Lymphatic pathways in the head and neck region vary more than anywhere else in the body and are difficult to predict with precision. Occasionally, head and neck lymph node scintigraphy fails to identify a clear pattern of lymphatic drainage. In particular, unexpected lymph node drainage is observed in 37% to 84% of cases and is often missed without radiographic guidance. A negative focus biopsy appears to be a suitable prognostic factor for disease-free survival. Thus, false-negative lymph node dissection results in incomplete MCC staging and positive but unnecessary complete lymph node dissection in patients with true stage I disease. However, they have shown that in 5-6.8 % of patients with melanoma or Merkel cell carcinoma of the head and neck region, no detectable lymphadenopathy. In particular, in 5 of the 74 clinical lymph node patients who underwent preoperative lymphangiography, lymphatic tomography did not identify positive lymph node metastases. In 2002, Nguyen and colleagues proposed lymphatic scintigraphy combined with perioperative lymphatic mapping [6].


■ Computed Tomography (CT)

Because of the usefulness of CT in imaging head and neck lymph nodes as well as subcutaneous fat and visceral metastases, several effects Authors propose that CT is a reliable imaging modality for the initial staging of patients with Merkel cell carcinoma. In particular, they have suggested a sensitivity and specificity ratio of 47% and 97%, respectively, with a positive and negative predictive value of 94% and 68% for the diagnosis of lymph node involvement, respectively. CT scan However, Peloschek and colleagues confirmed a specificity of 96.2% and sensitivity of 89.1% for computed tomography in the imaging of Merkel cell carcinoma, including involvement of lymph nodes as well as evaluate for distant metastases [7, 8].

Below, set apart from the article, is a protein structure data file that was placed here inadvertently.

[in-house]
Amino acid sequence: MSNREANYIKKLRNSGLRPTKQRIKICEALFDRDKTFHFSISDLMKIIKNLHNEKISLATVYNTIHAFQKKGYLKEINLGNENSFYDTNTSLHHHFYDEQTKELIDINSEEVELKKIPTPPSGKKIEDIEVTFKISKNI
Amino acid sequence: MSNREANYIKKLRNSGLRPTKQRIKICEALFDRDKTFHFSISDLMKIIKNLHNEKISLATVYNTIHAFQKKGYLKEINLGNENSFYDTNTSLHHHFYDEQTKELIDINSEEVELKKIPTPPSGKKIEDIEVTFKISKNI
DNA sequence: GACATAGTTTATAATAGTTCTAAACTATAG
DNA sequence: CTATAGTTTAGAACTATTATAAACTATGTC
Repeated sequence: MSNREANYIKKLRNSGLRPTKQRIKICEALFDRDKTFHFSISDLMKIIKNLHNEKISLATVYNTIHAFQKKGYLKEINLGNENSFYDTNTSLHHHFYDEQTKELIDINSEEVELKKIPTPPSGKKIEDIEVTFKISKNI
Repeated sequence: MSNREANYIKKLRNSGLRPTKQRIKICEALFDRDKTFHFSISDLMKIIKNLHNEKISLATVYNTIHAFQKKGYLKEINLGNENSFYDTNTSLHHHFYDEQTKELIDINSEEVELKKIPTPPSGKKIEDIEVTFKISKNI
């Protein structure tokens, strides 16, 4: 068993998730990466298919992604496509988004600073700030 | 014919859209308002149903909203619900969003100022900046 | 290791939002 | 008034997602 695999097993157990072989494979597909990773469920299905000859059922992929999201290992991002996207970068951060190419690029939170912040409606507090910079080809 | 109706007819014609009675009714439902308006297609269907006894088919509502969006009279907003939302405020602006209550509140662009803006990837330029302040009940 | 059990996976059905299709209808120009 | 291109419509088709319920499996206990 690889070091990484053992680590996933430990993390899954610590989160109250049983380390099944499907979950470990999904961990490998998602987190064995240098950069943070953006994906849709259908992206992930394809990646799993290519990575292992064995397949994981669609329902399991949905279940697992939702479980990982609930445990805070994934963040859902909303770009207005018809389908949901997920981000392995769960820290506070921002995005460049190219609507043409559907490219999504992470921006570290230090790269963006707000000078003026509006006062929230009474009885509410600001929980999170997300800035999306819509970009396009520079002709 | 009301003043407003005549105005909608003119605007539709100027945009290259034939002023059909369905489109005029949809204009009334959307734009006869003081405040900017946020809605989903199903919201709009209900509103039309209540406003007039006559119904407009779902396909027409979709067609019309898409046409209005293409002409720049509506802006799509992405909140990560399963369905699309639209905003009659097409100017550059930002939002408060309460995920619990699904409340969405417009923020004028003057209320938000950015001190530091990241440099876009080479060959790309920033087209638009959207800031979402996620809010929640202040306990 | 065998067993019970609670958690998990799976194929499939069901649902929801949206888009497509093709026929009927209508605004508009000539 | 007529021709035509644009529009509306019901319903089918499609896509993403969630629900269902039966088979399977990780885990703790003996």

Compared with muscle, primary cutaneous lesions present as uniformly dense to slightly dense round skin nodules extending subcutaneously. A cutaneous fat mass adjacent to the primary lesion suggests tension and edema due to lymphatic invasion. In addition, enhanced CT scans can show high-density enlarged lymph nodes and soft CT scans can show high-density tissue nodules, often without clinical signs, indicating a high degree of attenuation focal length of metastases. Swollen lymph nodes are mainly in the neck, especially the parotid region, then in the armpit, mediastinum, retro peritoneum, and groin. Distant metastases include local and retroperitoneal lymph nodes, liver, bone, brain, and lung. Using computed tomography, intraabdominal metastases present as proliferative vascular lesions with annular enhancement. Soft tissue metastases may involve the chest wall or the abdomen with skeletal muscle invasion. Gollub and colleagues conducted a study of 12 patients with MCC and showed the ability of CT to detect visceral and lymph node metastases. They recommend follow-up CT scans at 3, 6, 12 and 18 months after initial therapy to detect recurrence [9, 10].



Conflict of Interest